5 Key Tricks to Writing Paranormal Fiction

Whether you’re into Dracula, Teen Wolf, Legolas, Bella, or (my personal favorite) Merit, there’s no shortage of compelling supernatural characters in pop culture. But creating interesting, unique, and captivating paranormal heroines, heroes, and stories can be a challenge. These are some of my personal strategies—learned through writing 27 paranormal novels.

1. Do Your Research

Perhaps the biggest benefit—and the greatest risk—of writing about paranormal creatures is their popularity. Most readers will come to a story about vampires with some conception of what a “vampire” is, so writers can assume a certain level of familiarity and pique reader interest from the very beginning. On the other hand, that also means readers will have specific ideas about what a supernatural character should and should not be.

(21 Popular Horror Tropes for Writers.)

One of the best ways to prepare yourself is to understand the myths that underlie the paranormal elements of your story. You can find legends featuring paranormal events and creatures in cultures across the globe, from the oni of Japan to the jiangshi of China, from the Celtic selkie to the North American loup-garou. Creatures may share certain characteristics from country to country—shape-shifting, inducing humans to engage in bad behavior, blood-sucking—but their origins, strengths, and weaknesses can vary dramatically from culture to culture. I’m a firm believer that the more you know about how humans conceptualize the magical other, the better and more interesting your characters and story will be.

2. Know Your Strengths … And Your Limitations

It’s fun to create super strong paranormals—unbeatable fighters with great speed, great strength, and a dash of immortality. But be careful not to make your protagonist too powerful, or you’ll eliminate an important source of tension and conflict. If your heroine can easily beat every foe that comes her way, where’s the drama? What challenge must she overcome to give readers a satisfying rise and fall?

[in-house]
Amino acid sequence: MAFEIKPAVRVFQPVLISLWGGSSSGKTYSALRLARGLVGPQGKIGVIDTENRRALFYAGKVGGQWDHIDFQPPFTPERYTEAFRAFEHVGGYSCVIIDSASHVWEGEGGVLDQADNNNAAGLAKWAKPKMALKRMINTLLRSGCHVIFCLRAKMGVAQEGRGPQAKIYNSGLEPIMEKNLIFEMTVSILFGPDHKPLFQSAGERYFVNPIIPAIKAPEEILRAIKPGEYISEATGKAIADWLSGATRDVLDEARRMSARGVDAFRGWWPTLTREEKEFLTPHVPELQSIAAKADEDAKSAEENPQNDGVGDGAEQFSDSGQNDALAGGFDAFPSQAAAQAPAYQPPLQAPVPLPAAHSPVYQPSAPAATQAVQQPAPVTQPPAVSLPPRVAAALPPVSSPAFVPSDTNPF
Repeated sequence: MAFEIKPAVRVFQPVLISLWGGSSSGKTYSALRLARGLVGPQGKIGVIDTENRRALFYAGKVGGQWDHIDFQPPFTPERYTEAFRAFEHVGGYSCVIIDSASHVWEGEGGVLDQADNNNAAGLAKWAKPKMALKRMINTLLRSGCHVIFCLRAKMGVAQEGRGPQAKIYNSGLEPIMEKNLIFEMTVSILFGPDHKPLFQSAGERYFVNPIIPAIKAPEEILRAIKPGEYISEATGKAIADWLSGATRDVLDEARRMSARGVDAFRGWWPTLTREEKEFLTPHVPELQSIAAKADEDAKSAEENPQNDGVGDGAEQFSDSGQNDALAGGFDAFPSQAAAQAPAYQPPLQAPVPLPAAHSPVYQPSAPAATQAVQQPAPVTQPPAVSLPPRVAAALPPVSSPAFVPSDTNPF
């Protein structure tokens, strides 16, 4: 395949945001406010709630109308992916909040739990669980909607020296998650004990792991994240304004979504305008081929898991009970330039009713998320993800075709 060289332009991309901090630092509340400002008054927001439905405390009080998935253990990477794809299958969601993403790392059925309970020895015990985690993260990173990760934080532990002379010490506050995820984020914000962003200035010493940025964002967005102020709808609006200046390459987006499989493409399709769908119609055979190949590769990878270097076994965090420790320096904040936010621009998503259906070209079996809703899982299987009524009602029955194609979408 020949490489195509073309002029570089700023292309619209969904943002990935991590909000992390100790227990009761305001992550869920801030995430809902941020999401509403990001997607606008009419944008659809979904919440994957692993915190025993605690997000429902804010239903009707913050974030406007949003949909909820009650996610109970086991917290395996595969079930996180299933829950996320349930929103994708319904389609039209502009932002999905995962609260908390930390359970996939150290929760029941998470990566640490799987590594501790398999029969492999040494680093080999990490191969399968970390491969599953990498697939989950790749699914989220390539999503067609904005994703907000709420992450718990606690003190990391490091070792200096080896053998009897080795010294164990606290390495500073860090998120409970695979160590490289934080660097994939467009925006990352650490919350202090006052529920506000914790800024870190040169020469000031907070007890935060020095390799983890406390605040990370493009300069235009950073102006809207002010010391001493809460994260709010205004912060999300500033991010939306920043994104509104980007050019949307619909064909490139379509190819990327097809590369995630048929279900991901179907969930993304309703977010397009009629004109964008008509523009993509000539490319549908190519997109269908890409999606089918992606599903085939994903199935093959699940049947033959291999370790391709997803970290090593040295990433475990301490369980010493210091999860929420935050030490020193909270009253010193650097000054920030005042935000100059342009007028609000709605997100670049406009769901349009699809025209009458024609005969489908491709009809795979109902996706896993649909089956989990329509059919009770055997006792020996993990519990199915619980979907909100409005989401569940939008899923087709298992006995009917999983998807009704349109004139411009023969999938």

Perhaps your heroine’s remarkable strength is also her greatest weakness—like King Midas, she ruins everything she touches. Or she can only access her strength on Wednesday mornings. Or, like vampires, at night. Take time to think about the Kryptonite for your particular Kal-El, and how you can use it to create a plot with emotional resonance.

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3. Make Your Own Spin

While it’s important to understand the human foundations of supernatural stories, it’s equally important to think about what makes your supernaturals unique. The paranormal market—whether traditionally published, indie published, or self-published—is crowded. Paranormal and supernatural stories are often successful because an author creatively added their own twists to the foundation stones of folklore, history, and mythology.

You may have noticed that announcements about new book deals often describe the work as “X book meets Y book.” For example, a book might be described as “Twilight meets Pet Sematary,” or “Game of Thrones meets Captain Underpants.” In addition to giving readers (and book buyers, and librarians) an idea of genre and intended audience, these comparisons call out the author’s particular twist. In my Twilight example, our imaginary author started with concept X (high school vampire romance) and added concept Y (perhaps demonic reincarnated cats?).